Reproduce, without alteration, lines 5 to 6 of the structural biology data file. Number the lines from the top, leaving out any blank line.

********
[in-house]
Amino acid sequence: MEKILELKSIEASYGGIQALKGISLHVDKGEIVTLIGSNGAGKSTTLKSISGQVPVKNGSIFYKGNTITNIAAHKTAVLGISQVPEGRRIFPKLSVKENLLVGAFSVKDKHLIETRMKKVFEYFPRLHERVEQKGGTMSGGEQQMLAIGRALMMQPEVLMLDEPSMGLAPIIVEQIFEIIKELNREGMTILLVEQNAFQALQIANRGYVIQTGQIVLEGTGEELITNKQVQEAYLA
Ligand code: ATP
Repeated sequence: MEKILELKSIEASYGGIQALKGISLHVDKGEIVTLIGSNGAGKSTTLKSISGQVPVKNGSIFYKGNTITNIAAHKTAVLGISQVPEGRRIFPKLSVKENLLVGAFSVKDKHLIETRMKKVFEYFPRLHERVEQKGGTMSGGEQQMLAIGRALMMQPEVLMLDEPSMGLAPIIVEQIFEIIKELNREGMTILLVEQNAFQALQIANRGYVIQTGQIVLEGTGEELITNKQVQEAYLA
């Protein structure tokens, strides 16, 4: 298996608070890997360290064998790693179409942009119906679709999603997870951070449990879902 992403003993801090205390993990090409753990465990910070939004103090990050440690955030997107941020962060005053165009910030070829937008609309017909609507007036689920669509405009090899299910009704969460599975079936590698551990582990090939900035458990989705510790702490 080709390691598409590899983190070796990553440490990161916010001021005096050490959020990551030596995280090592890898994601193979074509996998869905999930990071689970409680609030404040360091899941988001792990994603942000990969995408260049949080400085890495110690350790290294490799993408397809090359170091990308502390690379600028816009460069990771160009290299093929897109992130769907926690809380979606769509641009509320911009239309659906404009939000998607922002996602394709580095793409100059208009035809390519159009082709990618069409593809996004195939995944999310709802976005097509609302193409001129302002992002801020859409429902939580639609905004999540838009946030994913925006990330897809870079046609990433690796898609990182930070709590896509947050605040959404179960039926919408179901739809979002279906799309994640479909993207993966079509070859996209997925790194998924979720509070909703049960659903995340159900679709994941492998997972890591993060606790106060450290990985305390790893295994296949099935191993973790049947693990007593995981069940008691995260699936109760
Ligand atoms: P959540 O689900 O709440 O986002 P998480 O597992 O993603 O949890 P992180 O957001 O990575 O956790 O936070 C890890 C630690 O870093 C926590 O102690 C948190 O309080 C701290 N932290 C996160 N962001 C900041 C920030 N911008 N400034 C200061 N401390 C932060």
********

């Protein structure tokens, strides 16, 4: 298996608070890997360290064998790693179409942009119906679709999603997870951070449990879902 992403003993801090205390993990090409753990465990910070939004103090990050440690955030997107941020962060005053165009910030070829937008609309017909609507007036689920669509405009090899299910009704969460599975079936590698551990582990090939900035458990989705510790702490 080709390691598409590899983190070796990553440490990161916010001021005096050490959020990551030596995280090592890898994601193979074509996998869905999930990071689970409680609030404040360091899941988001792990994603942000990969995408260049949080400085890495110690350790290294490799993408397809090359170091990308502390690379600028816009460069990771160009290299093929897109992130769907926690809380979606769509641009509320911009239309659906404009939000998607922002996602394709580095793409100059208009035809390519159009082709990618069409593809996004195939995944999310709802976005097509609302193409001129302002992002801020859409429902939580639609905004999540838009946030994913925006990330897809870079046609990433690796898609990182930070709590896509947050605040959404179960039926919408179901739809979002279906799309994640479909993207993966079509070859996209997925790194998924979720509070909703049960659903995340159900679709994941492998997972890591993060606790106060450290990985305390790893295994296949099935191993973790049947693990007593995981069940008691995260699936109760
Ligand atoms: P959540 O689900 O709440 O986002 P998480 O597992 O993603 O949890 P992180 O957001 O990575 O956790 O936070 C890890 C630690 O870093 C926590 O102690 C948190 O309080 C701290 N932290 C996160 N962001 C900041 C920030 N911008 N400034 C200061 N401390 C932060």